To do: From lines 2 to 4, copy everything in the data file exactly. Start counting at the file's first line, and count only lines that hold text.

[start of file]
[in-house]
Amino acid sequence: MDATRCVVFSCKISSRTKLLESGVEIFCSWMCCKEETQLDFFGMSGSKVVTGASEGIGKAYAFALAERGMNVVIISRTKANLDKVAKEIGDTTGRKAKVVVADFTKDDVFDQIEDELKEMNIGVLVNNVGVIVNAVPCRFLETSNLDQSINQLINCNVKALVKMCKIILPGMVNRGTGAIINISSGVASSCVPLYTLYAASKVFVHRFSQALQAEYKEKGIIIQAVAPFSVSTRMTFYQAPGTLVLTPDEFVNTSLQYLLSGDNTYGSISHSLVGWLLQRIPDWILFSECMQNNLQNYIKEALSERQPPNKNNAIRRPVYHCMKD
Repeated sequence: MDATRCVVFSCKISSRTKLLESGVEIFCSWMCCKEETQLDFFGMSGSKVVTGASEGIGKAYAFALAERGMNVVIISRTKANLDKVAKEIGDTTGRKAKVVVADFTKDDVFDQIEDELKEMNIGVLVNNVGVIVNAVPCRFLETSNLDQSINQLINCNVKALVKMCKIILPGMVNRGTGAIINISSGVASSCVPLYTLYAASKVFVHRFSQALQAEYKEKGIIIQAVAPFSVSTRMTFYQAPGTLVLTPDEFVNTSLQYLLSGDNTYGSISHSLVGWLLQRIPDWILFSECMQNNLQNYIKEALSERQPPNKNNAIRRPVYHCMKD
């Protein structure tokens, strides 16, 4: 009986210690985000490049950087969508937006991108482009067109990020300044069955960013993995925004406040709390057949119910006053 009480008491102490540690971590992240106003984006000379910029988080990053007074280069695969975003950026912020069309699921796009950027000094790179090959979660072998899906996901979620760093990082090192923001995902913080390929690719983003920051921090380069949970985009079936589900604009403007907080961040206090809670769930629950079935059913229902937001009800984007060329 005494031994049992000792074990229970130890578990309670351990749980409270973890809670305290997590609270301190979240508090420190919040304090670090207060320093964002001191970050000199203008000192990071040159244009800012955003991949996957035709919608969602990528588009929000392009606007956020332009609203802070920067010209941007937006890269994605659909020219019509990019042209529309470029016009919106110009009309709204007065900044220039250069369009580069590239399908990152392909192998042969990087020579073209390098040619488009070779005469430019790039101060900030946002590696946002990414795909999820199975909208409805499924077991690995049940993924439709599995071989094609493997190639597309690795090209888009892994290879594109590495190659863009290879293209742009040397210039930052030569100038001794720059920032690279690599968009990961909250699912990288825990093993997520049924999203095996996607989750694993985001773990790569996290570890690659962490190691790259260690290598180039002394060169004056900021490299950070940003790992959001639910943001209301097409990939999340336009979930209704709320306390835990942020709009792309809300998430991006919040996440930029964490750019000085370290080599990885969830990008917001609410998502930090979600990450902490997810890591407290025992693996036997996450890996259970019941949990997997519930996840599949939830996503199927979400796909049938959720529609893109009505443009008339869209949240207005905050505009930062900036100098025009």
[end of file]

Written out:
Amino acid sequence: MDATRCVVFSCKISSRTKLLESGVEIFCSWMCCKEETQLDFFGMSGSKVVTGASEGIGKAYAFALAERGMNVVIISRTKANLDKVAKEIGDTTGRKAKVVVADFTKDDVFDQIEDELKEMNIGVLVNNVGVIVNAVPCRFLETSNLDQSINQLINCNVKALVKMCKIILPGMVNRGTGAIINISSGVASSCVPLYTLYAASKVFVHRFSQALQAEYKEKGIIIQAVAPFSVSTRMTFYQAPGTLVLTPDEFVNTSLQYLLSGDNTYGSISHSLVGWLLQRIPDWILFSECMQNNLQNYIKEALSERQPPNKNNAIRRPVYHCMKD
Repeated sequence: MDATRCVVFSCKISSRTKLLESGVEIFCSWMCCKEETQLDFFGMSGSKVVTGASEGIGKAYAFALAERGMNVVIISRTKANLDKVAKEIGDTTGRKAKVVVADFTKDDVFDQIEDELKEMNIGVLVNNVGVIVNAVPCRFLETSNLDQSINQLINCNVKALVKMCKIILPGMVNRGTGAIINISSGVASSCVPLYTLYAASKVFVHRFSQALQAEYKEKGIIIQAVAPFSVSTRMTFYQAPGTLVLTPDEFVNTSLQYLLSGDNTYGSISHSLVGWLLQRIPDWILFSECMQNNLQNYIKEALSERQPPNKNNAIRRPVYHCMKD
């Protein structure tokens, strides 16, 4: 009986210690985000490049950087969508937006991108482009067109990020300044069955960013993995925004406040709390057949119910006053 009480008491102490540690971590992240106003984006000379910029988080990053007074280069695969975003950026912020069309699921796009950027000094790179090959979660072998899906996901979620760093990082090192923001995902913080390929690719983003920051921090380069949970985009079936589900604009403007907080961040206090809670769930629950079935059913229902937001009800984007060329 005494031994049992000792074990229970130890578990309670351990749980409270973890809670305290997590609270301190979240508090420190919040304090670090207060320093964002001191970050000199203008000192990071040159244009800012955003991949996957035709919608969602990528588009929000392009606007956020332009609203802070920067010209941007937006890269994605659909020219019509990019042209529309470029016009919106110009009309709204007065900044220039250069369009580069590239399908990152392909192998042969990087020579073209390098040619488009070779005469430019790039101060900030946002590696946002990414795909999820199975909208409805499924077991690995049940993924439709599995071989094609493997190639597309690795090209888009892994290879594109590495190659863009290879293209742009040397210039930052030569100038001794720059920032690279690599968009990961909250699912990288825990093993997520049924999203095996996607989750694993985001773990790569996290570890690659962490190691790259260690290598180039002394060169004056900021490299950070940003790992959001639910943001209301097409990939999340336009979930209704709320306390835990942020709009792309809300998430991006919040996440930029964490750019000085370290080599990885969830990008917001609410998502930090979600990450902490997810890591407290025992693996036997996450890996259970019941949990997997519930996840599949939830996503199927979400796909049938959720529609893109009505443009008339869209949240207005905050505009930062900036100098025009």